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David Woollam wants to profit from shorting Lewis shares, furniture firm says
David Woollam wants to profit from shorting Lewis shares, furniture firm says

David Woollam wants to profit from shorting Lewis shares, furniture firm says

RETAILER NEWS

Business Day Live - Jun 13th 2016, 12:10

Lewis’s directors hit back at former African Bank MD David Woollam — who applied to have them declared delinquent — by accusing him of attempting to drive down the furniture retailer’s shares in order to profit from shorting them. 

Lewis said in a Sens statement issued after the market closed on Thursday that it had filed a complaint with the Financial Services Board in respect of Woollam’s short position.

"It is Lewis’s contention that Woollam’s ongoing campaign against it is a concerted attempt by him to drive down the price of Lewis’s shares in order that he may opportunistically benefit financially by taking short positions in relation to Lewis’s shares. The demand, Lewis submits, should be seen as part of this overall strategy on the part of Woollam," Lewis said in the statement.

Lewis also said that proceedings were initiated on Thursday in the High Court in Cape Town, to have Woollam’s demand that its directors be declared delinquent set aside.

Lewis said on June 1 its board received a letter from Woollam demanding it commence proceedings against CEO Johan Enslin, chief financial officer Les Davies, Chairman David Nurek and independent Nonexecutive Director Hilton Saven.

Woollam said in his letter to Lewis’s board that he attempted to raise "multiple breaches of the National Credit Act and the issuance of consolidated annual financial statements that do not conform with international financial reporting standards" at its annual general meeting.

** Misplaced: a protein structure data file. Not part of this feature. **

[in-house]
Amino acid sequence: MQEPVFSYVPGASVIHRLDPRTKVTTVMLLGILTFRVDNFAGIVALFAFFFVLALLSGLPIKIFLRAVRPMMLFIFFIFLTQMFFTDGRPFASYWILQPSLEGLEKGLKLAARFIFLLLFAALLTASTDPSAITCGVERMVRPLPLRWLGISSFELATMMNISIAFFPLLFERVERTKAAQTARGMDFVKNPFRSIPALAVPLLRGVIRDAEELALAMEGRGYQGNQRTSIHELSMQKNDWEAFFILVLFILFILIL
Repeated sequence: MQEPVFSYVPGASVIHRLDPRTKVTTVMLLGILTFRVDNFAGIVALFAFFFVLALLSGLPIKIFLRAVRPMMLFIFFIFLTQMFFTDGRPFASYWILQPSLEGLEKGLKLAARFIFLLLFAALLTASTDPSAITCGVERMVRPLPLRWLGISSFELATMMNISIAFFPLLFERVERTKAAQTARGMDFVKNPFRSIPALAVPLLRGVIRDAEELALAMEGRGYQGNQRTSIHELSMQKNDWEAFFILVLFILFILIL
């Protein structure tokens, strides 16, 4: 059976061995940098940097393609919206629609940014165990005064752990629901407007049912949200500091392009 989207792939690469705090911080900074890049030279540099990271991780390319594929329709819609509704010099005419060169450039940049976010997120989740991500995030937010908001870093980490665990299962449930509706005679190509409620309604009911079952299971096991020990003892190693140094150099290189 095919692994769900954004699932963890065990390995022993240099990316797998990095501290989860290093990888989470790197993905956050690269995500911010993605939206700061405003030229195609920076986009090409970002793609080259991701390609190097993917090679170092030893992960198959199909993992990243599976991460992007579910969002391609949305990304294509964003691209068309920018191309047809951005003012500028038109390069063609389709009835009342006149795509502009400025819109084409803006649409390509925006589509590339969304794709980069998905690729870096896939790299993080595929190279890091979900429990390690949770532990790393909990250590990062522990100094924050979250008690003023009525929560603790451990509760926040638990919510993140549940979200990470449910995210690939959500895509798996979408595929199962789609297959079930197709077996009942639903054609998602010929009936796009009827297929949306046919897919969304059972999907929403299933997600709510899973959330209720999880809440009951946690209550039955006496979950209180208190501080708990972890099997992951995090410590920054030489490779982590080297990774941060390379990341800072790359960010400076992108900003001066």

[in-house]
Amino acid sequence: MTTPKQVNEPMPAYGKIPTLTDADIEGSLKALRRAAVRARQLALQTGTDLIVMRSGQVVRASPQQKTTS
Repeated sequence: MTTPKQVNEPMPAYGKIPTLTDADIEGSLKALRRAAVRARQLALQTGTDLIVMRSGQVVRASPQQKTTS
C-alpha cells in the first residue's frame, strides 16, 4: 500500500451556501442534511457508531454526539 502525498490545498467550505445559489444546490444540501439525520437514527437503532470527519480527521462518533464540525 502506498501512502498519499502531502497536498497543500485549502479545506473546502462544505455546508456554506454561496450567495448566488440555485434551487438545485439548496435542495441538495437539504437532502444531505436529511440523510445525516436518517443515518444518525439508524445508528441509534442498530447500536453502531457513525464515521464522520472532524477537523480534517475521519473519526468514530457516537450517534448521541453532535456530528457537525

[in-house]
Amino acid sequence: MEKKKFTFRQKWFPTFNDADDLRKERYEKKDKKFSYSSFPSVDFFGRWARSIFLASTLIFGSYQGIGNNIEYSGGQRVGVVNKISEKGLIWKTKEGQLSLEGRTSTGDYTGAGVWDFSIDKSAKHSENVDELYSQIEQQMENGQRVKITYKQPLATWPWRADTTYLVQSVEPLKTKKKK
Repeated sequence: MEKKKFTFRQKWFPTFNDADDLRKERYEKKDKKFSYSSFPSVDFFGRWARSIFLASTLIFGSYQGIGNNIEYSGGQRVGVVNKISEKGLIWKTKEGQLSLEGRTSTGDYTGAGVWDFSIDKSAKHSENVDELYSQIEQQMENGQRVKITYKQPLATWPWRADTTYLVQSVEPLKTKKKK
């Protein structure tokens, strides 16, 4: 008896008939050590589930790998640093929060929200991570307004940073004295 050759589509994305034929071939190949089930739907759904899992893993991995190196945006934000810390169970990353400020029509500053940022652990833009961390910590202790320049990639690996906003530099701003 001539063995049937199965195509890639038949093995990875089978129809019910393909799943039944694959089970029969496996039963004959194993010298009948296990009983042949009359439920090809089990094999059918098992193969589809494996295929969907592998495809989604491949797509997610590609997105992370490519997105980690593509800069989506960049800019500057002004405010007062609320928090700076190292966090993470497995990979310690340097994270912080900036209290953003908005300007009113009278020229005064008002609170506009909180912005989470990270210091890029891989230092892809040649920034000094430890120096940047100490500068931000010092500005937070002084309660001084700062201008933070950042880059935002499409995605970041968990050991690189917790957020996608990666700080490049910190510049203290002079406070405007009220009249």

Instead of listening to the issues he raised, Lewis’s board proceeded to threaten him with defamation action, Woollam said.

Among the issues he raised was Lewis claiming that the mis-selling of unemployment insurance to pensioners and self-employed people was due to human error.

The national credit regulator ordered Lewis to pay R67m back to the customers involved.

"It is so far-fetched an explanation that, on its own, it constitutes a further reason why the relevant directors should be declared delinquent. At a conservative calculation of R1 000 per customer, it means that 46 000 individual human errors occurred over the past eight years."

Woollam said Lewis’s board refused to answer questions on whether the employees responsible for this "human error" had been identified and what measures it had taken to avoid this problem in future.

Through "mystery shopping trips" to various Lewis stores, Woollam said salespeople told him that buying extended warranties was compulsory, and that they added delivery charges to the bill for small items such as laptops, which did not require trucks.

"After conducting extensive research into the financial disclosures it became apparent to me that Lewis had, for many years, been overstating its revenue through the use of various inappropriate accounting policies. I attempted to raise these concerns with members of the board of Lewis on a number of occasions, only to be snubbed and told that my assumptions were wrong."

Woollam concluded his letter by saying:

"I am convinced that the conduct referred to in this letter is the result of a lack of leadership at Lewis. Until such time as Lewis, Enslin, Davies, Nurek, and Saven take responsibility therefore, the culture at Lewis will not improve and Lewis will continue to destroy shareholder value."From Business Day Live 

Read more about: south africa | retail | lewis group | furniture

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